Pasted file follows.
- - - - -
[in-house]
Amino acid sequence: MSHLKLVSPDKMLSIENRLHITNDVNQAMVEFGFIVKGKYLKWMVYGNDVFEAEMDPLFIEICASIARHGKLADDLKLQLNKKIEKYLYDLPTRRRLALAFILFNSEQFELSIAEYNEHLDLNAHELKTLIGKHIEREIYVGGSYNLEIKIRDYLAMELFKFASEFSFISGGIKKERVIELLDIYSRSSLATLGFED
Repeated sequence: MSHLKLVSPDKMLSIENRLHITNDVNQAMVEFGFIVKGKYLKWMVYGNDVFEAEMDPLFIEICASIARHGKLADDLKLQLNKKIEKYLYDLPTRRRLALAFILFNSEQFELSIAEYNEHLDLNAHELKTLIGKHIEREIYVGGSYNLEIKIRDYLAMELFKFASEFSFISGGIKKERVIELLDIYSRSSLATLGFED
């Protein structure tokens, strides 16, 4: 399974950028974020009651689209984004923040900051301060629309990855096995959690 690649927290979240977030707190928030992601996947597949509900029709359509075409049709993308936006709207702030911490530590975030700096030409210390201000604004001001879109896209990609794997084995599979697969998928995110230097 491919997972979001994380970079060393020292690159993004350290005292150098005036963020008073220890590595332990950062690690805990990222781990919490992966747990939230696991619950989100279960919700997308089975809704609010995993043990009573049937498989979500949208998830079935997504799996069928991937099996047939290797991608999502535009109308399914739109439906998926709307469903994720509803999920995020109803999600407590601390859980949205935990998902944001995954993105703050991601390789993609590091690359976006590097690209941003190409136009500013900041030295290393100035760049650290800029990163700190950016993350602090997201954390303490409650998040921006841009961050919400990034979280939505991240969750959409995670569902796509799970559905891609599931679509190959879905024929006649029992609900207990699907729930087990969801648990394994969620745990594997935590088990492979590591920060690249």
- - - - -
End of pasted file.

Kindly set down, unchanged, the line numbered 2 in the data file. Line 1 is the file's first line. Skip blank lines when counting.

Amino acid sequence: MSHLKLVSPDKMLSIENRLHITNDVNQAMVEFGFIVKGKYLKWMVYGNDVFEAEMDPLFIEICASIARHGKLADDLKLQLNKKIEKYLYDLPTRRRLALAFILFNSEQFELSIAEYNEHLDLNAHELKTLIGKHIEREIYVGGSYNLEIKIRDYLAMELFKFASEFSFISGGIKKERVIELLDIYSRSSLATLGFED